The Brunswick House has hired paid-duty officers. Is that enough to keep neighbours happy? Probably not.
It’s Ladies’ Night at Ye Olde Brunswick House, aptly titled WTF Fridays. Guys pay a $5 cover charge; girls get one drink ticket. The $3 coat check is mandatory. There’s a lot to like about the Brunny: It’s dark, there are four places to order a drink, and the dance floor is more spacious than at most bars. Flat-screens and generous booths are tucked away past the stripper pole and half a dozen security bros so you can watch TSN in relative peace. The crowd is no more obnoxious than any other group of undergrads—just kids being kids. But the Brunny remains the most controversial bar on Bloor Street West, the bane of Annex residents who complain of public urination, vandalism, and 2 a.m. wake-up calls once drunk students stumble out onto the street.
In 2005, Ottawa’s Abbis Mahmoud bought the Brunny with lofty ambitions: He’d make it family-friendly by day and a music venue by night. People are still waiting. There are often questions about whether Annex bars—like Green Room, Labyrinth Lounge, the Madison, and even Future Bistro—are too loud or too dangerous. Tensions have yet to escalate to the level they did in 2009, when a 23-year-old was shot and killed in a botched robbery in the alley behind the Brunny, but the incident left Annex dwellers with apprehension towards the area’s student hangouts. Labyrinth’s patio application was denied that same summer and the lounge is still without one, and Future must close its patio at 11 p.m. from Monday to Thursday. In October of 2012, Mahmoud began hiring paid-duty police officers for Friday and Saturday nights to address residents’ concerns.
Are paid cops a practical solution for such dense areas? In Vaughan, the main entertainment hub at Interchange Way employs off-duty officers to surround the complex on weekends. It’s effective because once you’re kicked out of a venue, you’re left sitting on the curb unable to hit the other two clubs on the strip. In the Annex, an oust means you’ll have to cross the street, jump in a cab, or take the TTC to any number of places.
I get the impression that the Annex’s problems are being over-exaggerated. In the past five years, the Brunny received just one suspension from the Alcohol and Gaming Commission of Ontario (AGCO), for six days last August. For other Annex bars, infractions are tame: Green Room had a mere monetary penalty in 2010; Future received one last July. Two of the most popular student hives, Madison and Annex Wreck Room, have clean records. So maybe it’s time to chill out.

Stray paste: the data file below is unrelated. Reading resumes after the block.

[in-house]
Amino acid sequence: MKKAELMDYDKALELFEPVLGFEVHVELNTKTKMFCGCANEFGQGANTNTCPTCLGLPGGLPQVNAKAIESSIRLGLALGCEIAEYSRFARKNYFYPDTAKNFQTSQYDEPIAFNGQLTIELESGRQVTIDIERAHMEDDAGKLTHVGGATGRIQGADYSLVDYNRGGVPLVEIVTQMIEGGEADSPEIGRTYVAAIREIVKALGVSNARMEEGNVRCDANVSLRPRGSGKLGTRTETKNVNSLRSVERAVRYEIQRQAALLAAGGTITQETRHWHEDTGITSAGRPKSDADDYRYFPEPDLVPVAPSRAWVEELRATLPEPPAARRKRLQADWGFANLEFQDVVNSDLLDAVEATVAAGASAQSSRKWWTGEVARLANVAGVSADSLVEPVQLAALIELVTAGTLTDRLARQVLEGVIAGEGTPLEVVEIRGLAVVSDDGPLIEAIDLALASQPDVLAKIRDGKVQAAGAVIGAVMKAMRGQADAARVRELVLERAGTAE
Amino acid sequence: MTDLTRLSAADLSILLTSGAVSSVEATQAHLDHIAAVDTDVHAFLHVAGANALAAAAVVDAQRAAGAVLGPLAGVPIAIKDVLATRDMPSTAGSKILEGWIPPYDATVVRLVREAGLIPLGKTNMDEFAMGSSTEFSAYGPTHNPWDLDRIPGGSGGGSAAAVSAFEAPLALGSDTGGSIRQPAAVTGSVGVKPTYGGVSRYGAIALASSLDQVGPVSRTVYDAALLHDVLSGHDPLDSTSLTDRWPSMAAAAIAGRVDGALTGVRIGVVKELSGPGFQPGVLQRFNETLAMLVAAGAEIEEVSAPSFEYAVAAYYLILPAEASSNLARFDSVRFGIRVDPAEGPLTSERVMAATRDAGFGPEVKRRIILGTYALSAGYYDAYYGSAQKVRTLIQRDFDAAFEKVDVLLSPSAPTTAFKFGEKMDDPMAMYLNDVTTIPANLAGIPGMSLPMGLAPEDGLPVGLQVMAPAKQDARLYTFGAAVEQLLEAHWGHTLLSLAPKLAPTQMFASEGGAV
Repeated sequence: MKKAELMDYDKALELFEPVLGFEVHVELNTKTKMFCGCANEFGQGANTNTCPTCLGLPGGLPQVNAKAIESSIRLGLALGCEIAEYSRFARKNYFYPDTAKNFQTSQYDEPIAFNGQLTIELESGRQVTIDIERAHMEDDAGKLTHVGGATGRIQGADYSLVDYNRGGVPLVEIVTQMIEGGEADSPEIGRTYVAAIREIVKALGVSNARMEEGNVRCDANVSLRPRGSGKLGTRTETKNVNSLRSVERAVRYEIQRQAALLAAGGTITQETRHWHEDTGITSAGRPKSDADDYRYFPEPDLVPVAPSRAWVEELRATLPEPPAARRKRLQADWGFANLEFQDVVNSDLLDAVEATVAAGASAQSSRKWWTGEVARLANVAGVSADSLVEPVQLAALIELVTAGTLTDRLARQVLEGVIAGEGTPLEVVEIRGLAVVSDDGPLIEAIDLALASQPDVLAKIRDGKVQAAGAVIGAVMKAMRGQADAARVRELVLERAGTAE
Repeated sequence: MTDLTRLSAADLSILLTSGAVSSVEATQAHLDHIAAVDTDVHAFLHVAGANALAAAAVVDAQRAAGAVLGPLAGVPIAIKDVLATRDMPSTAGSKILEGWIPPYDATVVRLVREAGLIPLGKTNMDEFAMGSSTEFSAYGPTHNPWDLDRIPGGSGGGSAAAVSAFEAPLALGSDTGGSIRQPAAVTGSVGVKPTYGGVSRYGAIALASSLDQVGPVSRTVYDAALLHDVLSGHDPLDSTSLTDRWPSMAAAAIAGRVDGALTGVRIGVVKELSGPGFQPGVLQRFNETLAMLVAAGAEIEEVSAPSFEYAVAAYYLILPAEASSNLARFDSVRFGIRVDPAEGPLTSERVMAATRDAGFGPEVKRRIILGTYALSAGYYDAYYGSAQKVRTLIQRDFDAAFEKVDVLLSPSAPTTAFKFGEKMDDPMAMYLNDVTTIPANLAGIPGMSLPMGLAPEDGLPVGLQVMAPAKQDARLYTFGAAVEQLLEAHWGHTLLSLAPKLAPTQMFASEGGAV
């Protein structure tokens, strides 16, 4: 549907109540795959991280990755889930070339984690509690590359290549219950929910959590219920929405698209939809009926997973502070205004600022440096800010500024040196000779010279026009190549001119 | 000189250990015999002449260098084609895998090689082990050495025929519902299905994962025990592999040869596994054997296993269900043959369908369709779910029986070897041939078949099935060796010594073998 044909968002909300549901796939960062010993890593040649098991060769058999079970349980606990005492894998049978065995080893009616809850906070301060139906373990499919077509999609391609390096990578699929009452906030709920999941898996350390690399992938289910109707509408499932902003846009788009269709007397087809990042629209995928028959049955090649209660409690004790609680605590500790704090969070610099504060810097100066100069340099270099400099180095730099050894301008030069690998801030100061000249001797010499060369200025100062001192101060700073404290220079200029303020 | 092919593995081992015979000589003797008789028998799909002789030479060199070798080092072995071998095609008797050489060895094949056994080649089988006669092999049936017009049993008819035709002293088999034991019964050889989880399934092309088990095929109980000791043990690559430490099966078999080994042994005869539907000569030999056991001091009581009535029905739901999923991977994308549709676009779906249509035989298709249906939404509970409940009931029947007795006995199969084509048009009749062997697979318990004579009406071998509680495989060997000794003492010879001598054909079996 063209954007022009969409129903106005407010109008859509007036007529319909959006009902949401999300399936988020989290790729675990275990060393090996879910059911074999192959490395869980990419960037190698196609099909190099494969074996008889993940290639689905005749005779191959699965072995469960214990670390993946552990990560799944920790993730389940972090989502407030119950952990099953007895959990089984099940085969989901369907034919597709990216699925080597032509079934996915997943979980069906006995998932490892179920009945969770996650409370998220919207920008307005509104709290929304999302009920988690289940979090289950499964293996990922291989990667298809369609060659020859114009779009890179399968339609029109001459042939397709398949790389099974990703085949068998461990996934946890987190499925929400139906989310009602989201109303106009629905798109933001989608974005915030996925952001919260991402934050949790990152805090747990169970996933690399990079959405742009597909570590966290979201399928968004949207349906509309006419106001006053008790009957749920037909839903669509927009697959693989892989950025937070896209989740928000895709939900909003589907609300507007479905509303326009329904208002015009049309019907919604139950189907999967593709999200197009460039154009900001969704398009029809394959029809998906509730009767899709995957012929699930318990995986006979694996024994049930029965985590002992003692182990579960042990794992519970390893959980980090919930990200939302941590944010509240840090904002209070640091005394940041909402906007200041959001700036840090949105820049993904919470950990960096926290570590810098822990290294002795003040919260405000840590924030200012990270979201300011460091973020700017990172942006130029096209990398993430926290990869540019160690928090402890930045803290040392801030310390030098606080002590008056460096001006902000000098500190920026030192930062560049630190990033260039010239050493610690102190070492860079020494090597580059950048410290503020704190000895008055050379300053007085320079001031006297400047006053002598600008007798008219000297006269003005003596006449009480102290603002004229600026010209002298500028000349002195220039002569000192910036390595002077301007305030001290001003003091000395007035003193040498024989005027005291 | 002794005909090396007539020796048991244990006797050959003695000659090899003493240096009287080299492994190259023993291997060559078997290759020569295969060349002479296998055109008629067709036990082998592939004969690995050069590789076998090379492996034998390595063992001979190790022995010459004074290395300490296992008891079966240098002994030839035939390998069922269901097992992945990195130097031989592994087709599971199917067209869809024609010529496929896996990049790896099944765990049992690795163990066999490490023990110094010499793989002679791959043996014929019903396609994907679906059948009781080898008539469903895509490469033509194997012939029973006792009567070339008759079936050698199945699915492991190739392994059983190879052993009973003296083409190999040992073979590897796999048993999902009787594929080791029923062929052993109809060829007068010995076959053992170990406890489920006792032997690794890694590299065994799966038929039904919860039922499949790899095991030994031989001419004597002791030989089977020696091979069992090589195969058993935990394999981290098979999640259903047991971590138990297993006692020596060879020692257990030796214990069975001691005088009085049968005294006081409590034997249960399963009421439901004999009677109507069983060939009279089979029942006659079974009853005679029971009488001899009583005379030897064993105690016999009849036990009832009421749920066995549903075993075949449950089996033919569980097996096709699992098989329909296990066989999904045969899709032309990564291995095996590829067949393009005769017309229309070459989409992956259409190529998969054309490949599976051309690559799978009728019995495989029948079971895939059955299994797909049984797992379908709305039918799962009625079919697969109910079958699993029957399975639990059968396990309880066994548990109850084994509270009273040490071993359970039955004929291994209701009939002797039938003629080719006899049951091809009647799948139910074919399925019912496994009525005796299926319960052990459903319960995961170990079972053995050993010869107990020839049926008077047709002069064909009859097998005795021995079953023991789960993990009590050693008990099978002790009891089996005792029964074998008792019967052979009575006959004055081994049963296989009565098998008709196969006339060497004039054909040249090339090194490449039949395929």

Wade MacCallum, chair of the Bloor Annex BIA, regards the Brunny’s hiring of officers as an act of good faith. He hopes they’ll act as scarecrows. “If police officers can’t keep things in line, then who can?” (I remind him of the G20.) MacCallum notes that it’s the buffoonery of bar patrons that is more annoying to residents, not so much that there’s an epidemic of violence. Trinity-Spadina councillor Adam Vaughan agrees. “Most problems wouldn’t even register a complaint or attention if folks just went home minus the screaming,” he says. “[The main concern] is violence spilling onto Bloor, especially at closing.” He notes that student parties at fraternities and sororities are more of a pain than bars are.
One option I’d recommend is Best Bar None, a free, volunteer-based pilot program that partners with establishments to promote responsible serving practices. The idea originated in Manchester, England, and was successful in Alberta; it was brought to Toronto’s entertainment district in October by the Ontario Restaurant Hotel & Motel Association. In partnership with organizations like Mothers Against Drunk Driving, the King-Spadina Residents Association, the AGCO, and Toronto Police Services, Best Bar None visits interested bars, restaurants, and clubs and screens applicants. Successful businesses are accredited with the Best Bar None name. Any venue that has received AGCO disciplinary action in the 12 months prior to its assessment date is not eligible for accreditation. There are also awards. While BBN’s effectiveness in Toronto is still to be determined, The Annex feels like a great candidate for adopting the program. MacCallum plans to research BBN and will bring it up at a future residents’ meeting if he thinks it has potential.
Despite the tribulations, MacCallum says the BIA has “no interest in seeing any business fail; we want to get along.” Would he support a ban on new bar or restaurant openings like the recent one in Parkdale? “Absolutely not,” he says. “I won’t support anything that forces the market. It needs to happen in a natural way.” Unfortunately, for peeved residents, partying and public puking is natural student behaviour, and it’s doubtful that they’ll take their shenanigans elsewhere any time soon.